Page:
The Joplin Globe, Joplin, MO

Globe Life

March 5, 2010

Lisa Brown: Film about dealing with death full of life

Now that we’re inching our way out of winter, are you in the mood for a feel-good movie about life, death, and relationships? If so, “Departures” might be for you. This sweet, meditative movie, the 2009 winner of an Academy Award for Best Foreign Language Film, will have you smiling through your tears.

Early in the story, musician Daigo Kobayashi realizes that he’s a man of big dreams but modest talent. In quick order, he loses his orchestra job, sells his cello and moves back to his hometown.

He’s looking for a change — and employment. He finds both when an ad entitled “working with departures” piques his interest.

He’s surprised when he’s offered the job during the interview. He’s even more surprised when he learns that he’ll be working as an encoffiner, someone who prepares a body for burial or cremation.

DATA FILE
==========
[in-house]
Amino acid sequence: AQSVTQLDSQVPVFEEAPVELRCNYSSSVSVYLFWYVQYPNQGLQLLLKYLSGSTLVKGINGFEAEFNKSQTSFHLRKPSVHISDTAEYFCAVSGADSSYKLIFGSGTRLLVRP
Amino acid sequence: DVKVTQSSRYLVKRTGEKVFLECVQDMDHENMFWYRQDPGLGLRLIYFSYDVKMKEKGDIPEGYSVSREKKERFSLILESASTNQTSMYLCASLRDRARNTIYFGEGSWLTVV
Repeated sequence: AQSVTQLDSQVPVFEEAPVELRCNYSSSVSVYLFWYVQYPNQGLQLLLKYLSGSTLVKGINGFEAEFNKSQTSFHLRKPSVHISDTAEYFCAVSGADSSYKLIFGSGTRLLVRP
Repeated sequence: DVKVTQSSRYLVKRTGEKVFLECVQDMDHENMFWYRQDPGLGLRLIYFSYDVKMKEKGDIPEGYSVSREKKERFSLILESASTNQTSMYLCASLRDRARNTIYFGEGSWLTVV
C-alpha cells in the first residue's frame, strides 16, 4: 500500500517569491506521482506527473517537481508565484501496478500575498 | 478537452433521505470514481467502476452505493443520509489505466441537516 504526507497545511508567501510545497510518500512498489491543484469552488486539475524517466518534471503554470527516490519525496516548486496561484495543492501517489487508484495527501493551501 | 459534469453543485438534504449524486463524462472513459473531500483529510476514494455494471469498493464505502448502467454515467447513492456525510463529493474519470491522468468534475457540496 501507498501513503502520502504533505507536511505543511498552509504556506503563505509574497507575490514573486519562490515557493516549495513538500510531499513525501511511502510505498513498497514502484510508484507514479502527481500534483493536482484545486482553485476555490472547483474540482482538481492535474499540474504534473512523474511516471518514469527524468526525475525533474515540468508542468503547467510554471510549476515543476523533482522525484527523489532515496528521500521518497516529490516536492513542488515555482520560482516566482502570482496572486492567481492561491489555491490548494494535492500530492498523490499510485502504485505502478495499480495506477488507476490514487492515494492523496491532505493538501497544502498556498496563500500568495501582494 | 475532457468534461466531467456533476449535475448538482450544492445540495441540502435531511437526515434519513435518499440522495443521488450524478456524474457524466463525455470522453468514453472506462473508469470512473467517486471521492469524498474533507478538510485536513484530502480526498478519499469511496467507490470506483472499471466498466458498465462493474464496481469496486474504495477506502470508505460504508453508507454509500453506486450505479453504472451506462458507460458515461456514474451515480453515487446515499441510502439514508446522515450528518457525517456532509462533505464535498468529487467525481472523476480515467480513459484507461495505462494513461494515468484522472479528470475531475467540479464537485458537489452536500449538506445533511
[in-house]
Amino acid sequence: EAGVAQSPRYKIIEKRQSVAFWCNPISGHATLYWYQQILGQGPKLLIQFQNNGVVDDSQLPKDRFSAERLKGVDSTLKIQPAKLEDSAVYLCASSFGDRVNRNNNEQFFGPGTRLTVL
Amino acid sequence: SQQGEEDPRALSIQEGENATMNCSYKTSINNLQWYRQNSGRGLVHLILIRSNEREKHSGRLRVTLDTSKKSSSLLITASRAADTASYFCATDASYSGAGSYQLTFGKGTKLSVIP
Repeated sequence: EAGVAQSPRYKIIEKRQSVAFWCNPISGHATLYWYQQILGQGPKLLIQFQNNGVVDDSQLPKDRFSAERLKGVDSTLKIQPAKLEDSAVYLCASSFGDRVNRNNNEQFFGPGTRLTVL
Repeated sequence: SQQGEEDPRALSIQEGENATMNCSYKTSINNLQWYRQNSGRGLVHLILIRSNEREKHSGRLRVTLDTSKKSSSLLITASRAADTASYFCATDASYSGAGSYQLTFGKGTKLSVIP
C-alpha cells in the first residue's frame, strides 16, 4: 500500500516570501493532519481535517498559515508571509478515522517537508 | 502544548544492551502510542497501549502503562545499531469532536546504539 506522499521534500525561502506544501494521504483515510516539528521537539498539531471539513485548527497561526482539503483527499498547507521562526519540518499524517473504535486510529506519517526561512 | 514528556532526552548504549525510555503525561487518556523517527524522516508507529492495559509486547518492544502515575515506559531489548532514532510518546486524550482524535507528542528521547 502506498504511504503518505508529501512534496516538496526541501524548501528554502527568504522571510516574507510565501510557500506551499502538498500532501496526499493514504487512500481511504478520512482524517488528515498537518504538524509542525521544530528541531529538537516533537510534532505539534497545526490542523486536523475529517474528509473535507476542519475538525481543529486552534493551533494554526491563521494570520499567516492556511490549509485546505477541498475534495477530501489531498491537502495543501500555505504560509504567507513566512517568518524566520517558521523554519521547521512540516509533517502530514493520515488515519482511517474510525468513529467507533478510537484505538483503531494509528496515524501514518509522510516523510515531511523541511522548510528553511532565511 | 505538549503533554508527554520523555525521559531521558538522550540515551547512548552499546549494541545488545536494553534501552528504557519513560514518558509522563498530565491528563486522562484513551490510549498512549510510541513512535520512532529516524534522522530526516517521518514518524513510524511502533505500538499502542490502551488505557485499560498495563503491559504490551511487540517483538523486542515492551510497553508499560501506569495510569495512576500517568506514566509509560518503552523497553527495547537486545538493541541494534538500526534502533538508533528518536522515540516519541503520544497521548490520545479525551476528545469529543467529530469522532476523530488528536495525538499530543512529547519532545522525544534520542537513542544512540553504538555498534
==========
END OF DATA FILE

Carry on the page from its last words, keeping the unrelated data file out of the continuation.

His new boss explains that the ad had a typo; it should have read “the departed” instead of “departures.”

Daigo accepts the position but hides its true nature from his wife and friends, fearing their disgust. As he becomes more familiar with the job, however, he begins to appreciate its beauty and necessity. He and his boss provide a service that benefits the families as well as the deceased.

“The rite of encoffinment is to prepare the deceased for a peaceful departure,” Daigo tells a grieving family. They are invited to watch as he gently and respectfully positions the body, cleans it, and dresses it. There is profound sadness on their faces, but also fascination; they find comfort in the ritual.

He takes pride in what he does and realizes he’s good at it. When his wife discovers his secret and tells him to get a “normal” job, he replies, “Normal? Everyone dies. I’ll die, and so will you. Death is normal.”

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